A homeowner on her living room couch points to a ductless Mini-split heat pump on the wall above the couch

Are Mini-Split Heat Pumps Ductless or Ducted Central Air?

Mini-split heat pumps can be ducted or ductless. The vast majority of mini splits installed in residential homes are ductless, but they come in ducted versions too.

Well-known HVAC brands offer multiple types of both ductless and ducted heating and cooling systems.

Ducted systems send air around the building through ducts and into rooms via vents, while ductless mini splits blow air directly into the house via a single internal air handler.

Ducted Heat Pumps

Ducted heat pumps work very similar to central HVAC systems in how they distribute air.

Ducted systems are ideal for larger homes and spaces, while ductless excel at heating and cooling single rooms and small spaces with individual air handlers.

Rigid Ducting

Usually constructed from metal, they are exceptionally durable and provide direct pathways for hot and cold air to reach all the rooms in your house.

Duckwork that's part of a rigid duct mini-split near a building's ceiling

Flexible Ducting

Flexible ducting is made up of a series of interconnected tubes that can bend around obstacles and be installed in tight areas that are unsuitable for rigid ducting.

Although they can be successfully installed in cramped spaces, homeowners must take care to avoid kinks and extremely tight bends that will reduce the efficiency of circumfluent air through the system.

Most residential homes with central ductwork have a combination of both rigid and flexible ductwork.

Rigid metal tends to be preferred, with flex being used in tight and hard-to-reach places.

Ductless Heat Pumps

Ductless heat pumps use air handlers to distribute warm and cool air into single rooms and small spaces.

These units are most commonly mounted on an exterior wall, but they can be mounted on the floor or even recessed in the ceiling.

They do not require any ductwork but if heating or cooling large spaces, multiple indoor air handlers must be installed.

Because they don’t require ductwork, they are a popular choice for homes without central HVAC (like homes that rely on boiler heat) or homes where the existing ductwork is inaccessible.

Ductless mini-split heat pumps are very efficient and are a good choice for use in an affordable net-zero house, as covered in our article on the topic here.

Pros and Cons of Ducted and Ductless Systems

Ducted Mini-Split – Advantages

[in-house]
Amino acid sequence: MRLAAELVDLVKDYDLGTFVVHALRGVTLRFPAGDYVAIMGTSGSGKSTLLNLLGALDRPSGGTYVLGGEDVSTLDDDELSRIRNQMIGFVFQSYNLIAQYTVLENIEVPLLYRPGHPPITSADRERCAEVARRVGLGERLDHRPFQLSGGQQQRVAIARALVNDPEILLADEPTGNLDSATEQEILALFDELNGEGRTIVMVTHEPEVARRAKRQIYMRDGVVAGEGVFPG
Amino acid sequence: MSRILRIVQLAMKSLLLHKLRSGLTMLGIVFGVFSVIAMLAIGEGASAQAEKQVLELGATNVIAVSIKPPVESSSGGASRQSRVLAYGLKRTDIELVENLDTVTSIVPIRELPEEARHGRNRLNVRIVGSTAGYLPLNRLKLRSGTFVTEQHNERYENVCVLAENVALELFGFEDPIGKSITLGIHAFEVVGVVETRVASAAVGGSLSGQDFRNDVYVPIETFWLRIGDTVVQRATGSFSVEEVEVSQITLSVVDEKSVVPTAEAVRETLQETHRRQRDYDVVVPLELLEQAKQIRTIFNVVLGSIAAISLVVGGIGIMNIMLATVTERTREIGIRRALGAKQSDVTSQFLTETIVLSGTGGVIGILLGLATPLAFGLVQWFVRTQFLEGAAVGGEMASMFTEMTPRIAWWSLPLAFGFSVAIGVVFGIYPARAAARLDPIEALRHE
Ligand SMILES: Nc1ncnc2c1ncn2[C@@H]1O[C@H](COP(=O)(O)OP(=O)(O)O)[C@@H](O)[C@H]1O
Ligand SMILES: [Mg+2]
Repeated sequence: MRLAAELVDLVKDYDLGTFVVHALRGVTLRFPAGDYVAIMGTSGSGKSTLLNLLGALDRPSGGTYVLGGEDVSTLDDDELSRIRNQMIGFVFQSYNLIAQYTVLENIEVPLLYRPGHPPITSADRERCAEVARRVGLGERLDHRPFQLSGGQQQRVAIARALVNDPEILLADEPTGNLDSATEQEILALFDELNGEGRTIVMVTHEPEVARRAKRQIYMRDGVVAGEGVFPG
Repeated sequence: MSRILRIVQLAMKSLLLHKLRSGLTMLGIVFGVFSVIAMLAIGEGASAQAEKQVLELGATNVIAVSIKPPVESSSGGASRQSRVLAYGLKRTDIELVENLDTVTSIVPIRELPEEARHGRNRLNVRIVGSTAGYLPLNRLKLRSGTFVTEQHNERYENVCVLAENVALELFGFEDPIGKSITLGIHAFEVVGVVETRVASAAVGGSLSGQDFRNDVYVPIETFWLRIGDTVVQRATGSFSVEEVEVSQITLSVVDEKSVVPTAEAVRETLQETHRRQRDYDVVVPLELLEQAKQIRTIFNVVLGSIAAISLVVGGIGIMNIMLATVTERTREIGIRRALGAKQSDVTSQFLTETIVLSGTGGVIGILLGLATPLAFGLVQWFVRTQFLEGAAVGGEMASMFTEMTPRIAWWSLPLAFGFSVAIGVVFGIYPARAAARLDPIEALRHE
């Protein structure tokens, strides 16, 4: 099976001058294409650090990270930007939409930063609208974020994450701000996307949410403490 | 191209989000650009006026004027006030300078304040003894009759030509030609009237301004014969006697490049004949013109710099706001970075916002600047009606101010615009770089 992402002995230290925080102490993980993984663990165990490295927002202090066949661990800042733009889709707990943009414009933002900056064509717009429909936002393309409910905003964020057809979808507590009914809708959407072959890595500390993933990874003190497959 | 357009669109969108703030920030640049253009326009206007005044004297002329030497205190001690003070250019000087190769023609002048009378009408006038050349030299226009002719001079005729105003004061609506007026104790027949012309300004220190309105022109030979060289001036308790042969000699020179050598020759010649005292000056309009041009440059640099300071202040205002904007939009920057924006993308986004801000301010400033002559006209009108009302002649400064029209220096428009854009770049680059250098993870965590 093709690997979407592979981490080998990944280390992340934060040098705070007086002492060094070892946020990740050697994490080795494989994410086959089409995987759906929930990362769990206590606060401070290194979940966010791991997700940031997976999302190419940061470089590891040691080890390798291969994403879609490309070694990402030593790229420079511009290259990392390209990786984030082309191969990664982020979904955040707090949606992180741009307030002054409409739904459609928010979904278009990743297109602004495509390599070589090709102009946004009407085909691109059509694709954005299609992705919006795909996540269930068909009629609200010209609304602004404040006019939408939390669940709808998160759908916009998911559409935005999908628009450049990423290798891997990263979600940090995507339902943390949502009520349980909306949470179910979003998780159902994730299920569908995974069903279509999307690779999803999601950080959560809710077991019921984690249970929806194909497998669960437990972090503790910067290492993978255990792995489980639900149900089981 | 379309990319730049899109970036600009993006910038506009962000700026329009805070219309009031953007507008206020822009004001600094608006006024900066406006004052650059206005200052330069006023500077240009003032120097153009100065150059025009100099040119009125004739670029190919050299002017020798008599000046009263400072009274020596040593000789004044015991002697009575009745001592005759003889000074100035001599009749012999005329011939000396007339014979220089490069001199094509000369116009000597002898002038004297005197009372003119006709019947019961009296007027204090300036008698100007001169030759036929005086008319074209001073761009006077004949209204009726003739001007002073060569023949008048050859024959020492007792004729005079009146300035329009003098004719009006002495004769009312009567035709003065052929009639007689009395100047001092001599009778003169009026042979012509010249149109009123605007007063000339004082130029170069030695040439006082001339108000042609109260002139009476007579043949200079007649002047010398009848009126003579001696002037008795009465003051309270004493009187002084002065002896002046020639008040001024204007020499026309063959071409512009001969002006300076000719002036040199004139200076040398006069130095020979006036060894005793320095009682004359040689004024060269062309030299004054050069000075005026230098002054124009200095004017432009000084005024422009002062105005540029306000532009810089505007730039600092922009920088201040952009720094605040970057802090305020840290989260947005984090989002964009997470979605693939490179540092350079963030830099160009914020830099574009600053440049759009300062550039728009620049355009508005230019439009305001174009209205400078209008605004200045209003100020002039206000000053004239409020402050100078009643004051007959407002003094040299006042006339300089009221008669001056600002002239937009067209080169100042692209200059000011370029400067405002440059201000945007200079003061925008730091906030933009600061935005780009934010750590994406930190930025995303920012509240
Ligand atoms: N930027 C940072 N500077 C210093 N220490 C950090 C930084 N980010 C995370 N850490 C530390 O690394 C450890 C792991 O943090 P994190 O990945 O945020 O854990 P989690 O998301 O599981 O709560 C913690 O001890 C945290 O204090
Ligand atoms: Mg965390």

• Unobtrusive vents provide an “invisible” heating and cooling system for your home.
  • Great at removing humidity compared to ductless systems.
  • Better air circulation—ducts tend to deliver a greater volume of air, which prevents a build-up of odors and stuffiness.

Ducted Mini-Split – Drawbacks

  • Unless you already have ducts installed, a ducted system will likely prove more expensive.
  • Ducts require regular maintenance and routine checks to ensure they remain free from leaks.
  • Under the wrong conditions, mold can develop—bad news if you suffer from asthma or allergies.

Ductless Mini-Split – Advantages

  • Capable of maintaining different temperature zones in the house.
  • Ductless systems take up less space in your home.
  • Easier installation than ducted systems.

Ductless Mini-Split – Disadvantages

  • Require an indoor air handler unit, which some consider obtrusive.
  • Lower airflows mean less ventilation from the system.
  • Need multiple zones (air handlers) to heat and cool large spaces

Is Ductless Better than Ducted for Heating or Cooling Your Home?

The external component of a ductless mini-split.

If your home already has ductwork installed, it makes sense to use it and install a ducted system.

However, if you are retrofitting a mini-split heat pump in the absence of pre-existing ductwork, the cheaper and less disruptive option would be to go for a ductless system.

A ductless system comes with the benefit of operating in multiple temperature zones, but some might find the indoor air handlers something of an eyesore.

Whether a ductless or ducted system is the best option for your project is ultimately a decision for you and your HVAC provider.

Our Key Takeaways

  • Mini-split heat pumps come in both ductless and ducted varieties.
  • Ductless is easier and cheaper to install, but many find the discreet vents of ducted systems more pleasing to the eye than a wall-mounted air handler.
  • If you already have ducts in your home from your existing heating system, it makes sense to install a ducted central air heat pump that can tap straight into the existing duct network.
  • However, if your property doesn’t have pre-existing ducts then the ease of installation could swing your decision towards a ductless heat pump.
  • Whatever you decide, make sure you get good advice from a hired professional who will be able to guide you through the pros and cons of each type as they relate to your specific needs.

If you would like to read more about how efficient and eco-friendly ductless heat pumps are, take a look at this article, which covers the topic in more detail.

One Comment

  1. Thanks for writing about this topic. Going ducted or ductless usually is not in the minds of the consumers when buying heat pumps. Usually, ordinary users like me only check on how I can save efficiently on electricity and how easy to access it. Happy to know that there many types of ducts to choose from which I usually wonder when I see it from our office buildings.

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